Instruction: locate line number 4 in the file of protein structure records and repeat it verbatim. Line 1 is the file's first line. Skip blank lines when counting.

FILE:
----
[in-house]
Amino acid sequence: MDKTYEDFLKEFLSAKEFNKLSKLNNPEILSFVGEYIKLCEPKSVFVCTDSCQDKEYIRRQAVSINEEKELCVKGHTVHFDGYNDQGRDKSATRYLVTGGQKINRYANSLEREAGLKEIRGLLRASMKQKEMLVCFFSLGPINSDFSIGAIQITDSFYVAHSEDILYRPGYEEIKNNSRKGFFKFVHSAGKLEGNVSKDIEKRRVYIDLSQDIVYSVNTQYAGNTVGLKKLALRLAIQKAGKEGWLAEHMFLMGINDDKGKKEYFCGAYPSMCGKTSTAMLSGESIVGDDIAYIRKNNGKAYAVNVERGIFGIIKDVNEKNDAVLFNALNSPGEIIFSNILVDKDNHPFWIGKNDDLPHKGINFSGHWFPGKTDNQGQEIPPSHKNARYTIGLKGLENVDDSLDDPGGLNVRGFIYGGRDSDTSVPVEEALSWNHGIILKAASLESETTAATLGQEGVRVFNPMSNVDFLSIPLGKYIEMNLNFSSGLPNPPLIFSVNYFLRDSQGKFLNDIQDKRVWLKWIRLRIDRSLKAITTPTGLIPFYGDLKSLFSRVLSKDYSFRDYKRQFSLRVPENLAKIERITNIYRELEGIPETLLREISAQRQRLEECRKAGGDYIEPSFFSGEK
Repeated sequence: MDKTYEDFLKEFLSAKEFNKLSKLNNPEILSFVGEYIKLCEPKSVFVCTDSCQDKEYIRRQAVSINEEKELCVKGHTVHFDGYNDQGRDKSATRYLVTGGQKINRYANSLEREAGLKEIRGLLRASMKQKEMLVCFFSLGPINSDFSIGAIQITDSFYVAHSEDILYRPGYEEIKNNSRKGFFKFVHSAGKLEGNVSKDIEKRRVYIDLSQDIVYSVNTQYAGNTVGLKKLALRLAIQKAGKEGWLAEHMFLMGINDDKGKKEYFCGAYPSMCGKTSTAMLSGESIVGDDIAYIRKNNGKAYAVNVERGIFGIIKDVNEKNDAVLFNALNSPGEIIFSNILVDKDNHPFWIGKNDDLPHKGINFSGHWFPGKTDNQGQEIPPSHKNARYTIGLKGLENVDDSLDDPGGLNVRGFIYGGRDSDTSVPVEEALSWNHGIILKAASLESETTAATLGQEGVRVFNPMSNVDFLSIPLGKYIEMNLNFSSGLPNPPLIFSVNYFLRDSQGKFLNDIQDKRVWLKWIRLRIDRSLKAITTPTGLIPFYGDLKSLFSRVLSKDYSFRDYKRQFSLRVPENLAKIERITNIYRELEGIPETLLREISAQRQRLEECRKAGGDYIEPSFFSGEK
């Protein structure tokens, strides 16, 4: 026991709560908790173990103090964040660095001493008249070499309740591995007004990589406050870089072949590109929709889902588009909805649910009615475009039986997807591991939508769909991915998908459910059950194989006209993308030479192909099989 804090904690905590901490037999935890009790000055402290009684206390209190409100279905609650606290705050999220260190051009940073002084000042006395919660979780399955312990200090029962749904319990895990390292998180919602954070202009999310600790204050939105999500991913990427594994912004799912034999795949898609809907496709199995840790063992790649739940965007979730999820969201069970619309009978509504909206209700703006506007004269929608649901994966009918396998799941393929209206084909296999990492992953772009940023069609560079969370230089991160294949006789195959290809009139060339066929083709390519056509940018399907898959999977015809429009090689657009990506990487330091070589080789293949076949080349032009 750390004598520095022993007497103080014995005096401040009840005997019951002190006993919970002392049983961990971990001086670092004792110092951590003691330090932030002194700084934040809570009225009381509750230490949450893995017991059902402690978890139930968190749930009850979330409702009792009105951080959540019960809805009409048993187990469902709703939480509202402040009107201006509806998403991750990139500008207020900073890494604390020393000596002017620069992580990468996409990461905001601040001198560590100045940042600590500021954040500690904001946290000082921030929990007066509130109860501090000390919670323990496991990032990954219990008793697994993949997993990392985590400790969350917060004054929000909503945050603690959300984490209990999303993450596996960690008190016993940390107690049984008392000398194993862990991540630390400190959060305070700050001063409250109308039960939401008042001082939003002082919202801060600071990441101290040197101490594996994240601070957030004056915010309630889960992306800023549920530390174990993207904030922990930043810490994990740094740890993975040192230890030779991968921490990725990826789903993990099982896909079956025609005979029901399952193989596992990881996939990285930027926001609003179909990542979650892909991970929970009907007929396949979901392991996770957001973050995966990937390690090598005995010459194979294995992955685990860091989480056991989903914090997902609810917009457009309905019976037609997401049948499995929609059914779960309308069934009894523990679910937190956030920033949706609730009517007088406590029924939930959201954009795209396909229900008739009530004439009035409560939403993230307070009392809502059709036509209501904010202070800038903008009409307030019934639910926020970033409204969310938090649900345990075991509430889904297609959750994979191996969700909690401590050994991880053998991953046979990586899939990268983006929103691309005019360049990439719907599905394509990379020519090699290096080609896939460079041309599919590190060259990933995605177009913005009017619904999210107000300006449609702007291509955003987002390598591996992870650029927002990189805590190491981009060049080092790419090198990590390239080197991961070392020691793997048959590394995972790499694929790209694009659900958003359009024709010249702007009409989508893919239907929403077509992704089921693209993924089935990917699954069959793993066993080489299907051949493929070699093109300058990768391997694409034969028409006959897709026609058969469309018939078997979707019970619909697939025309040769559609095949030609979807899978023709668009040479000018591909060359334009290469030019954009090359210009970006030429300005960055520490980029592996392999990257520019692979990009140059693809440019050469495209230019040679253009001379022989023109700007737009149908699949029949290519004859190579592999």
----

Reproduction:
């Protein structure tokens, strides 16, 4: 026991709560908790173990103090964040660095001493008249070499309740591995007004990589406050870089072949590109929709889902588009909805649910009615475009039986997807591991939508769909991915998908459910059950194989006209993308030479192909099989 804090904690905590901490037999935890009790000055402290009684206390209190409100279905609650606290705050999220260190051009940073002084000042006395919660979780399955312990200090029962749904319990895990390292998180919602954070202009999310600790204050939105999500991913990427594994912004799912034999795949898609809907496709199995840790063992790649739940965007979730999820969201069970619309009978509504909206209700703006506007004269929608649901994966009918396998799941393929209206084909296999990492992953772009940023069609560079969370230089991160294949006789195959290809009139060339066929083709390519056509940018399907898959999977015809429009090689657009990506990487330091070589080789293949076949080349032009 750390004598520095022993007497103080014995005096401040009840005997019951002190006993919970002392049983961990971990001086670092004792110092951590003691330090932030002194700084934040809570009225009381509750230490949450893995017991059902402690978890139930968190749930009850979330409702009792009105951080959540019960809805009409048993187990469902709703939480509202402040009107201006509806998403991750990139500008207020900073890494604390020393000596002017620069992580990468996409990461905001601040001198560590100045940042600590500021954040500690904001946290000082921030929990007066509130109860501090000390919670323990496991990032990954219990008793697994993949997993990392985590400790969350917060004054929000909503945050603690959300984490209990999303993450596996960690008190016993940390107690049984008392000398194993862990991540630390400190959060305070700050001063409250109308039960939401008042001082939003002082919202801060600071990441101290040197101490594996994240601070957030004056915010309630889960992306800023549920530390174990993207904030922990930043810490994990740094740890993975040192230890030779991968921490990725990826789903993990099982896909079956025609005979029901399952193989596992990881996939990285930027926001609003179909990542979650892909991970929970009907007929396949979901392991996770957001973050995966990937390690090598005995010459194979294995992955685990860091989480056991989903914090997902609810917009457009309905019976037609997401049948499995929609059914779960309308069934009894523990679910937190956030920033949706609730009517007088406590029924939930959201954009795209396909229900008739009530004439009035409560939403993230307070009392809502059709036509209501904010202070800038903008009409307030019934639910926020970033409204969310938090649900345990075991509430889904297609959750994979191996969700909690401590050994991880053998991953046979990586899939990268983006929103691309005019360049990439719907599905394509990379020519090699290096080609896939460079041309599919590190060259990933995605177009913005009017619904999210107000300006449609702007291509955003987002390598591996992870650029927002990189805590190491981009060049080092790419090198990590390239080197991961070392020691793997048959590394995972790499694929790209694009659900958003359009024709010249702007009409989508893919239907929403077509992704089921693209993924089935990917699954069959793993066993080489299907051949493929070699093109300058990768391997694409034969028409006959897709026609058969469309018939078997979707019970619909697939025309040769559609095949030609979807899978023709668009040479000018591909060359334009290469030019954009090359210009970006030429300005960055520490980029592996392999990257520019692979990009140059693809440019050469495209230019040679253009001379022989023109700007737009149908699949029949290519004859190579592999």